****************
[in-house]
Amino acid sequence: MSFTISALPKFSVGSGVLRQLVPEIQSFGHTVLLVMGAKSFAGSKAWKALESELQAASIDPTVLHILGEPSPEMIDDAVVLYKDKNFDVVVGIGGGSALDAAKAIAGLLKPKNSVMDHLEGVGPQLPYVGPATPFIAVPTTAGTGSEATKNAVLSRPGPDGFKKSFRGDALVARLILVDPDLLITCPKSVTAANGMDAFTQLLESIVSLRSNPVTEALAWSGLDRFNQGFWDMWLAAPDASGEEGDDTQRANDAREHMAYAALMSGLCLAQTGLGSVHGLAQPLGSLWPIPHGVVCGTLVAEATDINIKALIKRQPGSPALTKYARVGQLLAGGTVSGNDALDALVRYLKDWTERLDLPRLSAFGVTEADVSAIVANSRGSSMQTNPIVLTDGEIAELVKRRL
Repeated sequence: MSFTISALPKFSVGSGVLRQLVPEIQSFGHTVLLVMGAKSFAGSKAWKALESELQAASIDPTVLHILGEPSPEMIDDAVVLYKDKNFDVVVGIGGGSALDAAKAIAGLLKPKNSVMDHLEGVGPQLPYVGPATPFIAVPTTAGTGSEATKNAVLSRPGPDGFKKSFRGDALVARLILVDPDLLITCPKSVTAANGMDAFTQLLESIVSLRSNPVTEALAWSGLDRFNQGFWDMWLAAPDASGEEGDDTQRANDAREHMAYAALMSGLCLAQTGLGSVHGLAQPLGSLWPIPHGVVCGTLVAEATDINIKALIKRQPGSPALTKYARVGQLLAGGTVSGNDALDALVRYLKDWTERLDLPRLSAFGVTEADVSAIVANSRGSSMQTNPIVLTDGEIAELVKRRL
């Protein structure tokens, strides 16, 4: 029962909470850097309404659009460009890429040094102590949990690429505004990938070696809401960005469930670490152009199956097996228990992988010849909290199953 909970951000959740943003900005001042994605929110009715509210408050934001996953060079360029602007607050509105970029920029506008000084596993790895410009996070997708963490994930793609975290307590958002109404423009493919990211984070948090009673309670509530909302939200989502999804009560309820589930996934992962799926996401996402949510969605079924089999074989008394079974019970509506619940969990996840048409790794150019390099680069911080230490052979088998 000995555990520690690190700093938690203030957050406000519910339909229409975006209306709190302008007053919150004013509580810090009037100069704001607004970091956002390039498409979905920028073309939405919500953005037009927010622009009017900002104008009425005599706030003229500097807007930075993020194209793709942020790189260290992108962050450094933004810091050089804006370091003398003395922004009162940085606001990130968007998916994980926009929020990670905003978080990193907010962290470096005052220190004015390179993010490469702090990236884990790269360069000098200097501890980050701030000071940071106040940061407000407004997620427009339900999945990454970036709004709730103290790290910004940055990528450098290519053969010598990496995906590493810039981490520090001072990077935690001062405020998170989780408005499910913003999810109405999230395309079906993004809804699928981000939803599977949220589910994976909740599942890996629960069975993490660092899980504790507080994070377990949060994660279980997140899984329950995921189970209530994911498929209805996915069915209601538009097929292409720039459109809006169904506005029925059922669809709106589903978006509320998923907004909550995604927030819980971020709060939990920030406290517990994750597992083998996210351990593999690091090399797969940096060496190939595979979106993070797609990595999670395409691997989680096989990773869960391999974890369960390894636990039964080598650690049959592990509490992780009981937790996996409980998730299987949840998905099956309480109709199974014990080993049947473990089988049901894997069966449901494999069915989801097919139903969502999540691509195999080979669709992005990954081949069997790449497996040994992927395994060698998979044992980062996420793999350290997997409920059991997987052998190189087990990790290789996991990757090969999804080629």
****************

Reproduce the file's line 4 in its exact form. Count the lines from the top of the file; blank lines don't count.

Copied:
């Protein structure tokens, strides 16, 4: 029962909470850097309404659009460009890429040094102590949990690429505004990938070696809401960005469930670490152009199956097996228990992988010849909290199953 909970951000959740943003900005001042994605929110009715509210408050934001996953060079360029602007607050509105970029920029506008000084596993790895410009996070997708963490994930793609975290307590958002109404423009493919990211984070948090009673309670509530909302939200989502999804009560309820589930996934992962799926996401996402949510969605079924089999074989008394079974019970509506619940969990996840048409790794150019390099680069911080230490052979088998 000995555990520690690190700093938690203030957050406000519910339909229409975006209306709190302008007053919150004013509580810090009037100069704001607004970091956002390039498409979905920028073309939405919500953005037009927010622009009017900002104008009425005599706030003229500097807007930075993020194209793709942020790189260290992108962050450094933004810091050089804006370091003398003395922004009162940085606001990130968007998916994980926009929020990670905003978080990193907010962290470096005052220190004015390179993010490469702090990236884990790269360069000098200097501890980050701030000071940071106040940061407000407004997620427009339900999945990454970036709004709730103290790290910004940055990528450098290519053969010598990496995906590493810039981490520090001072990077935690001062405020998170989780408005499910913003999810109405999230395309079906993004809804699928981000939803599977949220589910994976909740599942890996629960069975993490660092899980504790507080994070377990949060994660279980997140899984329950995921189970209530994911498929209805996915069915209601538009097929292409720039459109809006169904506005029925059922669809709106589903978006509320998923907004909550995604927030819980971020709060939990920030406290517990994750597992083998996210351990593999690091090399797969940096060496190939595979979106993070797609990595999670395409691997989680096989990773869960391999974890369960390894636990039964080598650690049959592990509490992780009981937790996996409980998730299987949840998905099956309480109709199974014990080993049947473990089988049901894997069966449901494999069915989801097919139903969502999540691509195999080979669709992005990954081949069997790449497996040994992927395994060698998979044992980062996420793999350290997997409920059991997987052998190189087990990790290789996991990757090969999804080629």